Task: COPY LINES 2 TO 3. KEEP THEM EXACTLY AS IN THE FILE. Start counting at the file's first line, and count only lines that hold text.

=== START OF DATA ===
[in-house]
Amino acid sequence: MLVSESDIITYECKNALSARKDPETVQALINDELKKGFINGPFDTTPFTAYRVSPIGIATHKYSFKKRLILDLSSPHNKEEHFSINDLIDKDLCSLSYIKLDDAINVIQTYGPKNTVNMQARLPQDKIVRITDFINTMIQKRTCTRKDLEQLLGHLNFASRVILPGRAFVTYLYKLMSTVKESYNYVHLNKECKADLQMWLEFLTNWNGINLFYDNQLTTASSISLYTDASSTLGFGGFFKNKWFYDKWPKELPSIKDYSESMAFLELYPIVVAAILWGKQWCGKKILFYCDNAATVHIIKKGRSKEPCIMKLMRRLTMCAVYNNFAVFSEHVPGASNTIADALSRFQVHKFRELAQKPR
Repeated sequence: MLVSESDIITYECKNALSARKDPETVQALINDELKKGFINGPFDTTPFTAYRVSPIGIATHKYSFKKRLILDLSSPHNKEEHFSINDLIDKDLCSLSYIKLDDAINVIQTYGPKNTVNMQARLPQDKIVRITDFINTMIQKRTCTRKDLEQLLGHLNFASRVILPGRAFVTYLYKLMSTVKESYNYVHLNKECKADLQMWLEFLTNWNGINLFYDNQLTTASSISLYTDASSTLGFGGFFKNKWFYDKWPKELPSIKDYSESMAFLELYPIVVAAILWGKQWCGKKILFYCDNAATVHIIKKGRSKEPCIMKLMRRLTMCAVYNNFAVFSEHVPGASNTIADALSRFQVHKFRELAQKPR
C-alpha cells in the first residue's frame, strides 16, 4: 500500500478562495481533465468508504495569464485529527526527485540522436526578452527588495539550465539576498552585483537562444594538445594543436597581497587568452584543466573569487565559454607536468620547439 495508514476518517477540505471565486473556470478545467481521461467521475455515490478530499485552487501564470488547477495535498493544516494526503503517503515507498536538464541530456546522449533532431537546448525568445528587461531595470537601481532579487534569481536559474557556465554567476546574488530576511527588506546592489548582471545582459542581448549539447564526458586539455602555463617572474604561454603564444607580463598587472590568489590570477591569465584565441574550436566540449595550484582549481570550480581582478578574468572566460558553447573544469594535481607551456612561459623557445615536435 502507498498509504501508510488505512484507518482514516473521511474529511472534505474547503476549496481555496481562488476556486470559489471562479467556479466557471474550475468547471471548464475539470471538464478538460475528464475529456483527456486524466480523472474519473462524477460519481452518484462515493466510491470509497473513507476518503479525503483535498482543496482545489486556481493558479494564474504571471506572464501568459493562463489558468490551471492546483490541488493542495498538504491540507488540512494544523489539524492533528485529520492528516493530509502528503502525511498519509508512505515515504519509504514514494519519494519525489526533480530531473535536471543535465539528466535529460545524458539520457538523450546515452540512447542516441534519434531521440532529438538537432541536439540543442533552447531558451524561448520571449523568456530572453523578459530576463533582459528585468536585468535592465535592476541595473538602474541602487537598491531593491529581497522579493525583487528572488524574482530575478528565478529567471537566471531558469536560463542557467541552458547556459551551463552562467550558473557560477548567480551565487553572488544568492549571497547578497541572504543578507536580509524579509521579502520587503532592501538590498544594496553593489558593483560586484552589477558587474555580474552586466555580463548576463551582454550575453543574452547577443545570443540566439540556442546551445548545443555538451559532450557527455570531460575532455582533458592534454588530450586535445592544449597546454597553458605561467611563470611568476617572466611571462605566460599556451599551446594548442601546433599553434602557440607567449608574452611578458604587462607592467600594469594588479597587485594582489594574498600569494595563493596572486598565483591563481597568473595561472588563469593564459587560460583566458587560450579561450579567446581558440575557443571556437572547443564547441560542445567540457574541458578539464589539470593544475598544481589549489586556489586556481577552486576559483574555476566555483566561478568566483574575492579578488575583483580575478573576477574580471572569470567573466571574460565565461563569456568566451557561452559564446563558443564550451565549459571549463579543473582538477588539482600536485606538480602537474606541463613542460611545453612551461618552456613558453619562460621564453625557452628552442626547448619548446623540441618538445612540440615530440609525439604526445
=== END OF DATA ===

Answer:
Amino acid sequence: MLVSESDIITYECKNALSARKDPETVQALINDELKKGFINGPFDTTPFTAYRVSPIGIATHKYSFKKRLILDLSSPHNKEEHFSINDLIDKDLCSLSYIKLDDAINVIQTYGPKNTVNMQARLPQDKIVRITDFINTMIQKRTCTRKDLEQLLGHLNFASRVILPGRAFVTYLYKLMSTVKESYNYVHLNKECKADLQMWLEFLTNWNGINLFYDNQLTTASSISLYTDASSTLGFGGFFKNKWFYDKWPKELPSIKDYSESMAFLELYPIVVAAILWGKQWCGKKILFYCDNAATVHIIKKGRSKEPCIMKLMRRLTMCAVYNNFAVFSEHVPGASNTIADALSRFQVHKFRELAQKPR
Repeated sequence: MLVSESDIITYECKNALSARKDPETVQALINDELKKGFINGPFDTTPFTAYRVSPIGIATHKYSFKKRLILDLSSPHNKEEHFSINDLIDKDLCSLSYIKLDDAINVIQTYGPKNTVNMQARLPQDKIVRITDFINTMIQKRTCTRKDLEQLLGHLNFASRVILPGRAFVTYLYKLMSTVKESYNYVHLNKECKADLQMWLEFLTNWNGINLFYDNQLTTASSISLYTDASSTLGFGGFFKNKWFYDKWPKELPSIKDYSESMAFLELYPIVVAAILWGKQWCGKKILFYCDNAATVHIIKKGRSKEPCIMKLMRRLTMCAVYNNFAVFSEHVPGASNTIADALSRFQVHKFRELAQKPR